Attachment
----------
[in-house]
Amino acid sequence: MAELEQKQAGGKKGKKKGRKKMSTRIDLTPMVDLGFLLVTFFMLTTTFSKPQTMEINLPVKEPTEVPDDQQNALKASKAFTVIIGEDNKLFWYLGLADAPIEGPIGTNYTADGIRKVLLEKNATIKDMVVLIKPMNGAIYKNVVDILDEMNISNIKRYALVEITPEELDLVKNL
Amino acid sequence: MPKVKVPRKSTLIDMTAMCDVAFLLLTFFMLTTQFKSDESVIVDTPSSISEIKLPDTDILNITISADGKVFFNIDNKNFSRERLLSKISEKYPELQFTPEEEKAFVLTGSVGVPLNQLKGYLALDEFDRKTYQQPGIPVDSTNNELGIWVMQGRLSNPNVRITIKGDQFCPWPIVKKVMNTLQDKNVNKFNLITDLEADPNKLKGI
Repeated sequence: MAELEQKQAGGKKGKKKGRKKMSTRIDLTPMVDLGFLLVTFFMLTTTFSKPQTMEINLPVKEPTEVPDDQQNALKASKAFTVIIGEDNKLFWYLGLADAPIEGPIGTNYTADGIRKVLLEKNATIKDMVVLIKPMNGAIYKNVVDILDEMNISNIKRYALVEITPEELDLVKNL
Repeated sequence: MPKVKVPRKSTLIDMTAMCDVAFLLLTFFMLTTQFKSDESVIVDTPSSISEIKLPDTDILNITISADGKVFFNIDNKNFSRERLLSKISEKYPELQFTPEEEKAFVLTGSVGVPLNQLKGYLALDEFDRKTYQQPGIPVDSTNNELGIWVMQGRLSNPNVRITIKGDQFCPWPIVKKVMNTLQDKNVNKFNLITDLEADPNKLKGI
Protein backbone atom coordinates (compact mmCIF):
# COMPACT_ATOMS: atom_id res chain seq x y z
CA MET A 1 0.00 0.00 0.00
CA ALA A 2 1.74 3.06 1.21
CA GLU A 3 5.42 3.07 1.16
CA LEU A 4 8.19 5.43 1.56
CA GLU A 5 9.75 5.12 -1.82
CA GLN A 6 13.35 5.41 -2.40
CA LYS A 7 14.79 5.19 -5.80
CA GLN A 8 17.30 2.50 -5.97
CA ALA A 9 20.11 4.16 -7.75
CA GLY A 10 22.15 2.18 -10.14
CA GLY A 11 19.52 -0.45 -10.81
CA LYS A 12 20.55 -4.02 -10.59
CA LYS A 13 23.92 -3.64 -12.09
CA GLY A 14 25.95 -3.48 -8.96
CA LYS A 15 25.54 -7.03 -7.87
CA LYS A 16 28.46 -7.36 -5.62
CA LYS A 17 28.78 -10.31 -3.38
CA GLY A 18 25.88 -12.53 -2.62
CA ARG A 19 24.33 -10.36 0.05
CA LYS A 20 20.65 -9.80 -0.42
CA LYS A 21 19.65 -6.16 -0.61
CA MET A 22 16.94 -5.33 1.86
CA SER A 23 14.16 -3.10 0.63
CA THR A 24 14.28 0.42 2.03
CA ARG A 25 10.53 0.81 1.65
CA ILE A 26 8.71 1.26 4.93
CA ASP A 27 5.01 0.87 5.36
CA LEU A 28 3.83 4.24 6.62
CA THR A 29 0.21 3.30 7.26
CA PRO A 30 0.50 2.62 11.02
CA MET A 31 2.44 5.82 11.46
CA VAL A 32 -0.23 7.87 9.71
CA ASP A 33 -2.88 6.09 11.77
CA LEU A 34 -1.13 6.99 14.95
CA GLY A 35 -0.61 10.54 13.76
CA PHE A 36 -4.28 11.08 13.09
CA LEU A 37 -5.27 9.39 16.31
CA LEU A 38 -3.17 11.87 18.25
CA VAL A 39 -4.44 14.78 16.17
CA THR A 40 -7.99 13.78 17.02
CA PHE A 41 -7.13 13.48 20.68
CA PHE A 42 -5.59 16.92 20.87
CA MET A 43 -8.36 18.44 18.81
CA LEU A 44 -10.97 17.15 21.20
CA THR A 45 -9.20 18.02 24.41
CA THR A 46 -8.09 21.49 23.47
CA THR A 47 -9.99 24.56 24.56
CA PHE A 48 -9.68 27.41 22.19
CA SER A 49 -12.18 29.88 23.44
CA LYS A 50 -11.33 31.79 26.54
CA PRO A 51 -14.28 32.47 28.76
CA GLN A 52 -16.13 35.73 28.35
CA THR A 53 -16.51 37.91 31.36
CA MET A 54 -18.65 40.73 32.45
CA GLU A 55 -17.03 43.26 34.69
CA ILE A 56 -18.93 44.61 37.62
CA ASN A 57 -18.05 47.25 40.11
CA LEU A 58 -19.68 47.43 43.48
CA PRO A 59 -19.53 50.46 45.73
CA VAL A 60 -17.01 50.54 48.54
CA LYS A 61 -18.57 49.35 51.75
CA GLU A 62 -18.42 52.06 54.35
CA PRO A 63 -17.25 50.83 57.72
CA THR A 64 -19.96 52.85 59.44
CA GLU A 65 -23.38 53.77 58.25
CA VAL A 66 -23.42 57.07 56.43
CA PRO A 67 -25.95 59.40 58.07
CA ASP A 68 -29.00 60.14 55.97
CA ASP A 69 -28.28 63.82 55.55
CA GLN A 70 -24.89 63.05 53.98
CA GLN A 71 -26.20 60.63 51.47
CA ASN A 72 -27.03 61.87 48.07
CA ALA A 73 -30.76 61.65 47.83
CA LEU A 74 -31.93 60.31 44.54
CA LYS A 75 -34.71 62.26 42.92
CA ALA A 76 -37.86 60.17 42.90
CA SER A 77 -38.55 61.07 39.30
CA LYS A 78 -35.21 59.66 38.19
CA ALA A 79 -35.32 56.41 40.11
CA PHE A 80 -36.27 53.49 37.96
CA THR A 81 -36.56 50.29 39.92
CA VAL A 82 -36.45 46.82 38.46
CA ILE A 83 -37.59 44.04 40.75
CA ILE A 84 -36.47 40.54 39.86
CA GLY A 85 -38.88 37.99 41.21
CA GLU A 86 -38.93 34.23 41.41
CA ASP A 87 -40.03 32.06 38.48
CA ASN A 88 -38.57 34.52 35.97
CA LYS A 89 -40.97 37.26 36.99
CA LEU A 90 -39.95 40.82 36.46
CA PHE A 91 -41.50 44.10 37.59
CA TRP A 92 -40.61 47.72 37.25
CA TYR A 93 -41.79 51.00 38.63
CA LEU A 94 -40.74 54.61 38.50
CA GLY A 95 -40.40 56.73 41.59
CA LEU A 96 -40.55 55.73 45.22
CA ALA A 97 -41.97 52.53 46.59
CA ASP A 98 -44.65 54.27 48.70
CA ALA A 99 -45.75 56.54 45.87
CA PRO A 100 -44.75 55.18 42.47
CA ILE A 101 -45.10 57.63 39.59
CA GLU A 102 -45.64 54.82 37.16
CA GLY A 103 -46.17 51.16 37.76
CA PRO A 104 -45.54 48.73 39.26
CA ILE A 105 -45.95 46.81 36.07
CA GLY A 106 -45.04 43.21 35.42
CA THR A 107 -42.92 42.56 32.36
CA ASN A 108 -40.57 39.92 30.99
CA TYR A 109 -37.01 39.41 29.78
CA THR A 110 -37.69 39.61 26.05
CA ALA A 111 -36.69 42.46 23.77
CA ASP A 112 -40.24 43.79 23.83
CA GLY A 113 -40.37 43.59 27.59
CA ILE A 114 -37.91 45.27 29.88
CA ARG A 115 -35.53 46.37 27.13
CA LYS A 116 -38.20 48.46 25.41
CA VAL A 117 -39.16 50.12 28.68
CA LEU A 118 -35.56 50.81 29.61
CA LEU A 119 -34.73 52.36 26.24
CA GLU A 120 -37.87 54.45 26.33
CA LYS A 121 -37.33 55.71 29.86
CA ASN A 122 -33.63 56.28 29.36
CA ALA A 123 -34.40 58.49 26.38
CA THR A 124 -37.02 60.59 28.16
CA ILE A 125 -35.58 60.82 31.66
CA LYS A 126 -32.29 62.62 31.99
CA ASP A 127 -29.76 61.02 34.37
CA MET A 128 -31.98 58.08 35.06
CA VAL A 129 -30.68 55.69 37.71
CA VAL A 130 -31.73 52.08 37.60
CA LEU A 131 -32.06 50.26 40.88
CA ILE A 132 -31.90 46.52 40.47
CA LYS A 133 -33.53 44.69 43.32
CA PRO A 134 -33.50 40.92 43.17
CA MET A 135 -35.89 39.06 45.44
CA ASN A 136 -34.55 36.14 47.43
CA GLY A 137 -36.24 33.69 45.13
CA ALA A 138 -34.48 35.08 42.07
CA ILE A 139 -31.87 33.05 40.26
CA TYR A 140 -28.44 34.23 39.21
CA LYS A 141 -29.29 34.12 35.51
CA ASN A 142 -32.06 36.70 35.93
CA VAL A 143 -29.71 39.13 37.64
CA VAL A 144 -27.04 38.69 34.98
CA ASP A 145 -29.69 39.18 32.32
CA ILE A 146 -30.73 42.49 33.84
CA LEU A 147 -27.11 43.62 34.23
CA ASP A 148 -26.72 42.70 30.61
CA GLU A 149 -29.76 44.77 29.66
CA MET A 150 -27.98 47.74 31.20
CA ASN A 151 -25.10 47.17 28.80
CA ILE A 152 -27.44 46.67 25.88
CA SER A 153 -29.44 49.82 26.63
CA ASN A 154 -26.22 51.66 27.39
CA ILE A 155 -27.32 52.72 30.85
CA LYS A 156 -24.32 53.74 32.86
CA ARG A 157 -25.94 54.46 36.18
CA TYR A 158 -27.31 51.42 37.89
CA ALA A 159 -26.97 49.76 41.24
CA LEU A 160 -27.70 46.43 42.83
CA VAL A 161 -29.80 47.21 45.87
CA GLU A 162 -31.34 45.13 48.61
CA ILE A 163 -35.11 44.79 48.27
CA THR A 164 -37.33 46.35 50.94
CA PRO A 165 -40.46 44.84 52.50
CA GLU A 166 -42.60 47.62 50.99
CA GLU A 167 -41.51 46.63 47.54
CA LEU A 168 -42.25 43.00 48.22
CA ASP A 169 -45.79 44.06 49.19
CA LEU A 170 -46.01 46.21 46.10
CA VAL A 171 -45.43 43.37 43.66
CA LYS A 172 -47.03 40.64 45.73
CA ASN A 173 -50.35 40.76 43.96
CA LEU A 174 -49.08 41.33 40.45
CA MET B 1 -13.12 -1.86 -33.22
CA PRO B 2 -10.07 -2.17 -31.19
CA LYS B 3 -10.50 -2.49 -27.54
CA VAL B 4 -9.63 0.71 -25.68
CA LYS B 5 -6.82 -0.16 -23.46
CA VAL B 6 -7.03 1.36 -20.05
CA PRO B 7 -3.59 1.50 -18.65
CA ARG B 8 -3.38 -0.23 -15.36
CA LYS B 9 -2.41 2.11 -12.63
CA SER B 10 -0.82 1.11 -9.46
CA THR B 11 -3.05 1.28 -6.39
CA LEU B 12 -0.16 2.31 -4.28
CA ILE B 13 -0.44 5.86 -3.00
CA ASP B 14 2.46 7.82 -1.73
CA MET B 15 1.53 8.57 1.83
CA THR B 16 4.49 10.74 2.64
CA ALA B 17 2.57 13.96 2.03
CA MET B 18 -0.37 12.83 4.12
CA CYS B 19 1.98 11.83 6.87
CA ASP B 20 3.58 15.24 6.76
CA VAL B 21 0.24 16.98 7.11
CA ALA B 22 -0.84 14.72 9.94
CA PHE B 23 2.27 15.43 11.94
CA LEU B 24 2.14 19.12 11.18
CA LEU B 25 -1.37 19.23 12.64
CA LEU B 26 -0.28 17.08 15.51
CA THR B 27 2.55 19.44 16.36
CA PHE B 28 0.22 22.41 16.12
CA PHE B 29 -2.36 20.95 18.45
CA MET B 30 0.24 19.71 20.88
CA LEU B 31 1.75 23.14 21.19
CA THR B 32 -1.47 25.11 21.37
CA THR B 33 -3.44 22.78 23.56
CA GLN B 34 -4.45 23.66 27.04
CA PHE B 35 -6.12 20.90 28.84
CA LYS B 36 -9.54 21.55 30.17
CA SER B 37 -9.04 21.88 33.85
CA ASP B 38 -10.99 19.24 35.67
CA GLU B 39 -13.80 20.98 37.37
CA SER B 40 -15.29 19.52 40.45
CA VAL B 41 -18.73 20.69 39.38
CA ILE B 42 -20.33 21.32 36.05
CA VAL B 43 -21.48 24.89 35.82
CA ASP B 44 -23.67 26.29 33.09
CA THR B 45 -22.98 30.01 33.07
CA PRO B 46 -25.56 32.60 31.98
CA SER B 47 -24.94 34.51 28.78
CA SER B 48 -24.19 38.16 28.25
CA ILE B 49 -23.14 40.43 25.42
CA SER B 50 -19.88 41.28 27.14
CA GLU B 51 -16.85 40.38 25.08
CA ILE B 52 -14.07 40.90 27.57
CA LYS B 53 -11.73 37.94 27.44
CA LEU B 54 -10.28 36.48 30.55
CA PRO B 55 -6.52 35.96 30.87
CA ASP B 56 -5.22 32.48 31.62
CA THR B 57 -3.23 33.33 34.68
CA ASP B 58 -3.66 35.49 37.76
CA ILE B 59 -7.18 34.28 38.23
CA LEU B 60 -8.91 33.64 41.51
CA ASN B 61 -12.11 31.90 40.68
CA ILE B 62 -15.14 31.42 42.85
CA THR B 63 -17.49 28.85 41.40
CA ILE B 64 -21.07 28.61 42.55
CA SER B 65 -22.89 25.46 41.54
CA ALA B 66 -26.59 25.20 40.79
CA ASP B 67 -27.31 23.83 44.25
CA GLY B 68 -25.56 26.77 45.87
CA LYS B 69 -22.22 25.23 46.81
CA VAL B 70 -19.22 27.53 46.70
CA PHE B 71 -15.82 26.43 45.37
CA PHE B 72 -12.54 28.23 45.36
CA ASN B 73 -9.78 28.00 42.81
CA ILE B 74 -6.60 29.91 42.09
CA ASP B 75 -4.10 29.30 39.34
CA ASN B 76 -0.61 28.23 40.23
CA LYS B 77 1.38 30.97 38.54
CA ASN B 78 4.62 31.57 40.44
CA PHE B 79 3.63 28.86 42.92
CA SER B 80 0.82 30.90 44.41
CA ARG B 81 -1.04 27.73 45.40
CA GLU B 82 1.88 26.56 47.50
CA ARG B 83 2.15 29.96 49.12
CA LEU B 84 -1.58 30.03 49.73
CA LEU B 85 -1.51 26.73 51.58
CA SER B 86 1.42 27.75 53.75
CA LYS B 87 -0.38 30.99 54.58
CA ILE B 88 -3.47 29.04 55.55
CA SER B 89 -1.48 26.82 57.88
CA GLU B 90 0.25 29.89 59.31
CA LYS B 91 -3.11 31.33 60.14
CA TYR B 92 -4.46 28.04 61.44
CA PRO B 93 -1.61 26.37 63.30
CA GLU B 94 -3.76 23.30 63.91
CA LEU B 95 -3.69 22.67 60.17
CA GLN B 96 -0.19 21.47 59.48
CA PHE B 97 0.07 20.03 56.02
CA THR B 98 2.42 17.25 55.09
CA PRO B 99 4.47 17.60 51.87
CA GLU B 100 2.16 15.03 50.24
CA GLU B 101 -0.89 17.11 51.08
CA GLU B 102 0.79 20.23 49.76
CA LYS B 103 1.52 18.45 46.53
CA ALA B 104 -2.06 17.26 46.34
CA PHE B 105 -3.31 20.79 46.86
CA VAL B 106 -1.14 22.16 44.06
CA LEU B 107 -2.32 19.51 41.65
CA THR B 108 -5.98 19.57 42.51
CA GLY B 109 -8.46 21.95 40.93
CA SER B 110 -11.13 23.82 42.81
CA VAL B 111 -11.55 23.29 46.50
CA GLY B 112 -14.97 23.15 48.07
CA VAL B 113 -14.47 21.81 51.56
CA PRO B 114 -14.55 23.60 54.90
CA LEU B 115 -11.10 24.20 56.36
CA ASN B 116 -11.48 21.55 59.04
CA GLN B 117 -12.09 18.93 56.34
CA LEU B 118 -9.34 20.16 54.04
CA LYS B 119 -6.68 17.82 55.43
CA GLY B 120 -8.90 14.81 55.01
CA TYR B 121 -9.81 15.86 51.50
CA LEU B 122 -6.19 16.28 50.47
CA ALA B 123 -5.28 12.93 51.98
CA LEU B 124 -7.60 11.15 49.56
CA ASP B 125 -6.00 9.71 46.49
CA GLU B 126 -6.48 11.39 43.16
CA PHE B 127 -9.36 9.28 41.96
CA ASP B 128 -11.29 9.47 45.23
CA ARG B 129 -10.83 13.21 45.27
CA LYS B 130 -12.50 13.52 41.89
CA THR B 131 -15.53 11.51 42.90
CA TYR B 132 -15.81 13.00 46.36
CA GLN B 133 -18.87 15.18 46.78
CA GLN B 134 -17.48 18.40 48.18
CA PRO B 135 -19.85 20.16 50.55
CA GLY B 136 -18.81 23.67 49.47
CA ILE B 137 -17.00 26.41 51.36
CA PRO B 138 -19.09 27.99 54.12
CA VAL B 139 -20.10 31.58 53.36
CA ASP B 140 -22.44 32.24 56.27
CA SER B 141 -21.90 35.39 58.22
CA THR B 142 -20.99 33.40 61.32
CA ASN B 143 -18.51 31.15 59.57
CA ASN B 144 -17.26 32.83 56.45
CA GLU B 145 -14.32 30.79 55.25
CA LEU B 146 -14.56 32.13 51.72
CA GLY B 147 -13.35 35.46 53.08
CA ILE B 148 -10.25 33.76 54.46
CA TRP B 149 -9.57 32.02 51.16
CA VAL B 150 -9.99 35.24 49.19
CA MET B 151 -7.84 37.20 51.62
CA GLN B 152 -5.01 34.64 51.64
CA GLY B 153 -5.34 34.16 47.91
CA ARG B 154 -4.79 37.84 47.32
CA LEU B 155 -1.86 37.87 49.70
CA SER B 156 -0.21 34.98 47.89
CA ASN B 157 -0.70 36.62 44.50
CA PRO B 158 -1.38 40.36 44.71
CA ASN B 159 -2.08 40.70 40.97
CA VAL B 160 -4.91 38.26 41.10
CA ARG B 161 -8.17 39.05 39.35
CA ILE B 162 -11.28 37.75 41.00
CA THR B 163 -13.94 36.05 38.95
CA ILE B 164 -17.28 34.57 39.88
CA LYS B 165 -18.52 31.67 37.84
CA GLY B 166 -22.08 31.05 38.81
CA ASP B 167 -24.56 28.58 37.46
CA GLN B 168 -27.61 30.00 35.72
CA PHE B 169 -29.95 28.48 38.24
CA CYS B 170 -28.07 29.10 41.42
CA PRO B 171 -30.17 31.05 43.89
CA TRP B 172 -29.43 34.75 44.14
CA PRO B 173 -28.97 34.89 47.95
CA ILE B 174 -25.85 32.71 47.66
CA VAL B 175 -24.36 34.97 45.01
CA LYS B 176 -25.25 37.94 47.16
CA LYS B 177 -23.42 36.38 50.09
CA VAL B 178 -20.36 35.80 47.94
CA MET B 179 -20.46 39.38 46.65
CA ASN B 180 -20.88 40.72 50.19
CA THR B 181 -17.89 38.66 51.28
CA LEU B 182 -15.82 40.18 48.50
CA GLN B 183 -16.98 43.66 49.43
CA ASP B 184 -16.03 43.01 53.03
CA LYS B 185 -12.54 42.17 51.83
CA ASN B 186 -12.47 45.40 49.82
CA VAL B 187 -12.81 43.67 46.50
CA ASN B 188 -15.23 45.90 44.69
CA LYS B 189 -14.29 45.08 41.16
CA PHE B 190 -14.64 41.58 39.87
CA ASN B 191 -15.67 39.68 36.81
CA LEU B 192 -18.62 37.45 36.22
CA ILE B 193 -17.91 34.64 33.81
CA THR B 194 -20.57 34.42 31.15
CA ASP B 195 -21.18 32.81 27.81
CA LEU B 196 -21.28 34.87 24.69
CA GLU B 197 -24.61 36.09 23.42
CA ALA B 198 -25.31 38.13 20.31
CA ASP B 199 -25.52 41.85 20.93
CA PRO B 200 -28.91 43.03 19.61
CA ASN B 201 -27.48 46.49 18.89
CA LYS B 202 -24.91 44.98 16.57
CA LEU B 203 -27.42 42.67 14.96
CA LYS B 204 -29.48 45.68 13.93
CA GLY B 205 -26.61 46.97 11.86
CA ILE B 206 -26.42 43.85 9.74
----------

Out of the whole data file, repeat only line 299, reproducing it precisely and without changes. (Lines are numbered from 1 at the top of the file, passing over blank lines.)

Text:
CA LEU B 118 -9.34 20.16 54.04